British Yorkshire pudding day falls on Sunday and the most obvious way to celebrate it is by making some of these perfect accompaniments to your Sunday roast.

This recipe comes from Examiner chef Stephen Jackson.


  • 100g plain flour
  • 2 free-range eggs
  • 275ml milk
  • pinch of Maldon salt
  • 60g lard or 60ml vegetable oil, for cooking


Examiner chef Stephen Jackson

Sift the flour into a bowl, and add the salt. Make a well in the flour. Beat the eggs, and whisk in gently, allowing the flour to slowly fall into the egg mixture (this avoids lumps).

As the mixture thickens, add the milk gradually, bringing the whole lot to a smooth batter, the consistency of thick double cream.

Refrigerate for at least 45 minutes (this is vital - it allows the gluten to expand and makes for a lighter pudding).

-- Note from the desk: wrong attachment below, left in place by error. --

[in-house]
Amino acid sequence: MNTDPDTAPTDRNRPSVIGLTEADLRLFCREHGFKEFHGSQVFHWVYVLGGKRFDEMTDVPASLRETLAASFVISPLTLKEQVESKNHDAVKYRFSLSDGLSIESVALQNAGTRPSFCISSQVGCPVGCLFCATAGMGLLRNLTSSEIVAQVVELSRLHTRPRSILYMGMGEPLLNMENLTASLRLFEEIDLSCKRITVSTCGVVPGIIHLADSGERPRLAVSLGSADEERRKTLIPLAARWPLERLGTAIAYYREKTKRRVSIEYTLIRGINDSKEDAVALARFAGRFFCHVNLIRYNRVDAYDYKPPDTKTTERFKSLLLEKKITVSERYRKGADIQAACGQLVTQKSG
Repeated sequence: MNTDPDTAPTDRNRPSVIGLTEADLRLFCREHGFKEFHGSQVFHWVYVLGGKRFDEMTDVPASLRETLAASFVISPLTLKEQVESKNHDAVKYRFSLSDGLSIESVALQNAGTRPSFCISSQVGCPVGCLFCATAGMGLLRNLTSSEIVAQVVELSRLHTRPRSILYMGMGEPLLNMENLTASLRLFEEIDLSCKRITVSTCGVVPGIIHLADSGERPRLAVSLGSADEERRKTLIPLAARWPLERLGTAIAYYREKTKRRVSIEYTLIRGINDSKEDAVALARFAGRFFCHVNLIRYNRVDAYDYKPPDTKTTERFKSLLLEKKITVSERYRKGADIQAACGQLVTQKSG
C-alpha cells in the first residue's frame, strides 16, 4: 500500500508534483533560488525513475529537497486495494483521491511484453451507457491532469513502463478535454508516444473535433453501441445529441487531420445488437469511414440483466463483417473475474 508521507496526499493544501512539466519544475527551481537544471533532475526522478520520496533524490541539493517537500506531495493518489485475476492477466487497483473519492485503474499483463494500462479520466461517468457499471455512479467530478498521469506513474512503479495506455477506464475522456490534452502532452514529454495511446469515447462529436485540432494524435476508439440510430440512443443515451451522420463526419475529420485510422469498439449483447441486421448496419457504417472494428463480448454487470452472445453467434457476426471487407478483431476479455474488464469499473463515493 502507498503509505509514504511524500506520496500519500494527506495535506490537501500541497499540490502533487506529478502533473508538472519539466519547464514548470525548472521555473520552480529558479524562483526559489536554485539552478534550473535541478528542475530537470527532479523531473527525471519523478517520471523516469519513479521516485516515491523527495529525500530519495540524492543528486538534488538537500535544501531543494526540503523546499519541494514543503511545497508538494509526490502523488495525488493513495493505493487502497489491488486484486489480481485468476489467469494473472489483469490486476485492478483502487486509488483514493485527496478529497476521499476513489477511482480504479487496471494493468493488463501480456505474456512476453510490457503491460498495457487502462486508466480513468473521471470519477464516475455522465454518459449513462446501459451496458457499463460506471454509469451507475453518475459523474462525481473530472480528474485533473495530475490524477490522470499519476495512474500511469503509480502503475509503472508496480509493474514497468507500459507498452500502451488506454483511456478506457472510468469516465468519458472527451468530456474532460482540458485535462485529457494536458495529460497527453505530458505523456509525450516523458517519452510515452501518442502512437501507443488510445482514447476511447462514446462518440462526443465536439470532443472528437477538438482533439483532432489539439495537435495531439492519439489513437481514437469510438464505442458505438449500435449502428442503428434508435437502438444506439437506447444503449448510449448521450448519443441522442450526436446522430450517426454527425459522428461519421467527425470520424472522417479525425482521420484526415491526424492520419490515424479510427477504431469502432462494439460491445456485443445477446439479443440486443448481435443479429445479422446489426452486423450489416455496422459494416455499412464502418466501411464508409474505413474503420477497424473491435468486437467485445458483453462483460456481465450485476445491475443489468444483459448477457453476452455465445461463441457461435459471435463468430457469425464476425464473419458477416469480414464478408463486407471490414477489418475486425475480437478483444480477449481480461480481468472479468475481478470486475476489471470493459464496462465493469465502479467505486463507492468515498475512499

Preheat the oven as hot as it will go, and spoon a little lard into your pudding tin. It should be smoking hot. Pour in the batter to about 2/3 of the way up, and bake, undisturbed, for 20-25 minutes until risen and golden.

Give your Yorkshire pudding a novel twist

That is one huge Yorkshire pudding
That is one huge Yorkshire pudding

With my puds I like to sometimes add a blob of stuffing in the base, or occasionally chives into the batter, but I keep it simple, mostly.

I love toad in the hole, and have made it with sausages, meatballs and black pudding before now.

But the classic is a rich onion gravy (I often take mine with a little splash of raspberry vinegar, too).

It's also nice to drizzle with honey or golden syrup, or even sugar and lemon like pancakes.

Don't be afraid to experiment

A Yorkshire pudding pizza

I think most things would be worth a try, frankly. Even now I'm thinking about Indian spices.

Or chocolate buttons. Or chorizo.... Tradition, whilst honourable, can often hold back creativity. We should all experiment!